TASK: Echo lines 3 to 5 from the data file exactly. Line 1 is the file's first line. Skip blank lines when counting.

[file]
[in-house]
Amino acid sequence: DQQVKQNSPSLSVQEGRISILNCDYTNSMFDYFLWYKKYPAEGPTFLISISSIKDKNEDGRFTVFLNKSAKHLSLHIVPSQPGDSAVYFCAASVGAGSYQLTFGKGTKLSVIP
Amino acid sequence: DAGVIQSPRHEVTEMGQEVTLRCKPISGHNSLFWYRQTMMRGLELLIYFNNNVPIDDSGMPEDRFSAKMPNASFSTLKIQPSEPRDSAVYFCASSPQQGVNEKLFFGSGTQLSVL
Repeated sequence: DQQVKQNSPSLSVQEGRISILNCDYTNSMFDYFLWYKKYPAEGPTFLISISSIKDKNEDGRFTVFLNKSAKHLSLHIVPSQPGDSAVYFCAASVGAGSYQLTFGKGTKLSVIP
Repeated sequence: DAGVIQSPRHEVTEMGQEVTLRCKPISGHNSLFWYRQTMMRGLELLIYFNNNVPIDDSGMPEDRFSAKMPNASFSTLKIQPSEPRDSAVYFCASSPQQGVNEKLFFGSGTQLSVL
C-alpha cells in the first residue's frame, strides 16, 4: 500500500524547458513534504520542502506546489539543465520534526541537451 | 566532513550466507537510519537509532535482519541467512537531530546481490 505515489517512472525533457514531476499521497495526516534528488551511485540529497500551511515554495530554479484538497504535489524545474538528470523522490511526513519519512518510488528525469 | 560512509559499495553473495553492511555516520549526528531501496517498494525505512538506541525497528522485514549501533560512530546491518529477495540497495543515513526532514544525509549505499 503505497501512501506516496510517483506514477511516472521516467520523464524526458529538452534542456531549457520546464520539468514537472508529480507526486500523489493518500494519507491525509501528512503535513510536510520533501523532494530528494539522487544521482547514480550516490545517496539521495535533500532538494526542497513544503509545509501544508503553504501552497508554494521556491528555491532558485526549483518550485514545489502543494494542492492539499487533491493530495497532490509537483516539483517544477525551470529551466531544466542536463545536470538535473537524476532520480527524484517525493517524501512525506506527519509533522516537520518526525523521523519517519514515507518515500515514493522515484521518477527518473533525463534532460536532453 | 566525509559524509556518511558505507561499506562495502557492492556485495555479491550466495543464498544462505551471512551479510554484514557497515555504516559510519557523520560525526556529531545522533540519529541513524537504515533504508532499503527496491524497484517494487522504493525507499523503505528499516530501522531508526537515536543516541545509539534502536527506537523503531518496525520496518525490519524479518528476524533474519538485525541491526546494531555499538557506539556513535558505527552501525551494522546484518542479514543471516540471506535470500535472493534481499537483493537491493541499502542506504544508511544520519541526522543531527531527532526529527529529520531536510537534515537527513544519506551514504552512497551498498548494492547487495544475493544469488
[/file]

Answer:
Amino acid sequence: DAGVIQSPRHEVTEMGQEVTLRCKPISGHNSLFWYRQTMMRGLELLIYFNNNVPIDDSGMPEDRFSAKMPNASFSTLKIQPSEPRDSAVYFCASSPQQGVNEKLFFGSGTQLSVL
Repeated sequence: DQQVKQNSPSLSVQEGRISILNCDYTNSMFDYFLWYKKYPAEGPTFLISISSIKDKNEDGRFTVFLNKSAKHLSLHIVPSQPGDSAVYFCAASVGAGSYQLTFGKGTKLSVIP
Repeated sequence: DAGVIQSPRHEVTEMGQEVTLRCKPISGHNSLFWYRQTMMRGLELLIYFNNNVPIDDSGMPEDRFSAKMPNASFSTLKIQPSEPRDSAVYFCASSPQQGVNEKLFFGSGTQLSVL